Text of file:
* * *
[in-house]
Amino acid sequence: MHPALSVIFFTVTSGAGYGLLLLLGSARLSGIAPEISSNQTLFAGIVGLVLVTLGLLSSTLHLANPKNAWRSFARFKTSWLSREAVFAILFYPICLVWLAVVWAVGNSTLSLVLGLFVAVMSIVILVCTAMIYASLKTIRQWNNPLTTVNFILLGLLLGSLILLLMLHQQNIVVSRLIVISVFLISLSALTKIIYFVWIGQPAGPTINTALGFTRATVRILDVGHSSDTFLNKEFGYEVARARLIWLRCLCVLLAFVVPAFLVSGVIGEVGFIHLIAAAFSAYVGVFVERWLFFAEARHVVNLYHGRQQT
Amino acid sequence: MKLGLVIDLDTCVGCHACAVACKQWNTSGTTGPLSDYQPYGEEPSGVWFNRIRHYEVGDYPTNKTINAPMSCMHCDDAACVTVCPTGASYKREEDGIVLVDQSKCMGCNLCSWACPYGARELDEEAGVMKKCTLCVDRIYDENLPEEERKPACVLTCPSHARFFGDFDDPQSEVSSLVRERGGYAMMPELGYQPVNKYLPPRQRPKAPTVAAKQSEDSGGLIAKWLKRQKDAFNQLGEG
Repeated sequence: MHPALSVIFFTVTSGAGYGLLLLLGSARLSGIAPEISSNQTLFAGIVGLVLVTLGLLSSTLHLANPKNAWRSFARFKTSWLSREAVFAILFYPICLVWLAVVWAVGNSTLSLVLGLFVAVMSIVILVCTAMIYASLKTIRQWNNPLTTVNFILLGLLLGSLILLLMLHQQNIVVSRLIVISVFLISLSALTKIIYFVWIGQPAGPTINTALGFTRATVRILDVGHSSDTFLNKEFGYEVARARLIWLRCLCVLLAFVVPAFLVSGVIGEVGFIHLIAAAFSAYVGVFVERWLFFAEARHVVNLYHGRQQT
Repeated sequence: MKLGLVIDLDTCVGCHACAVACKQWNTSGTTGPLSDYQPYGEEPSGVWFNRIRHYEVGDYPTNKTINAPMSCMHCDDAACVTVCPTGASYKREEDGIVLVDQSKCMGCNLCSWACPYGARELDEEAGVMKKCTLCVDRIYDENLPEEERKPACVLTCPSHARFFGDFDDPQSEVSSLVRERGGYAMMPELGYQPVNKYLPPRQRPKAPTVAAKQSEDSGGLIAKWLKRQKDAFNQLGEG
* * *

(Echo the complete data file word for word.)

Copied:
[in-house]
Amino acid sequence: MHPALSVIFFTVTSGAGYGLLLLLGSARLSGIAPEISSNQTLFAGIVGLVLVTLGLLSSTLHLANPKNAWRSFARFKTSWLSREAVFAILFYPICLVWLAVVWAVGNSTLSLVLGLFVAVMSIVILVCTAMIYASLKTIRQWNNPLTTVNFILLGLLLGSLILLLMLHQQNIVVSRLIVISVFLISLSALTKIIYFVWIGQPAGPTINTALGFTRATVRILDVGHSSDTFLNKEFGYEVARARLIWLRCLCVLLAFVVPAFLVSGVIGEVGFIHLIAAAFSAYVGVFVERWLFFAEARHVVNLYHGRQQT
Amino acid sequence: MKLGLVIDLDTCVGCHACAVACKQWNTSGTTGPLSDYQPYGEEPSGVWFNRIRHYEVGDYPTNKTINAPMSCMHCDDAACVTVCPTGASYKREEDGIVLVDQSKCMGCNLCSWACPYGARELDEEAGVMKKCTLCVDRIYDENLPEEERKPACVLTCPSHARFFGDFDDPQSEVSSLVRERGGYAMMPELGYQPVNKYLPPRQRPKAPTVAAKQSEDSGGLIAKWLKRQKDAFNQLGEG
Repeated sequence: MHPALSVIFFTVTSGAGYGLLLLLGSARLSGIAPEISSNQTLFAGIVGLVLVTLGLLSSTLHLANPKNAWRSFARFKTSWLSREAVFAILFYPICLVWLAVVWAVGNSTLSLVLGLFVAVMSIVILVCTAMIYASLKTIRQWNNPLTTVNFILLGLLLGSLILLLMLHQQNIVVSRLIVISVFLISLSALTKIIYFVWIGQPAGPTINTALGFTRATVRILDVGHSSDTFLNKEFGYEVARARLIWLRCLCVLLAFVVPAFLVSGVIGEVGFIHLIAAAFSAYVGVFVERWLFFAEARHVVNLYHGRQQT
Repeated sequence: MKLGLVIDLDTCVGCHACAVACKQWNTSGTTGPLSDYQPYGEEPSGVWFNRIRHYEVGDYPTNKTINAPMSCMHCDDAACVTVCPTGASYKREEDGIVLVDQSKCMGCNLCSWACPYGARELDEEAGVMKKCTLCVDRIYDENLPEEERKPACVLTCPSHARFFGDFDDPQSEVSSLVRERGGYAMMPELGYQPVNKYLPPRQRPKAPTVAAKQSEDSGGLIAKWLKRQKDAFNQLGEG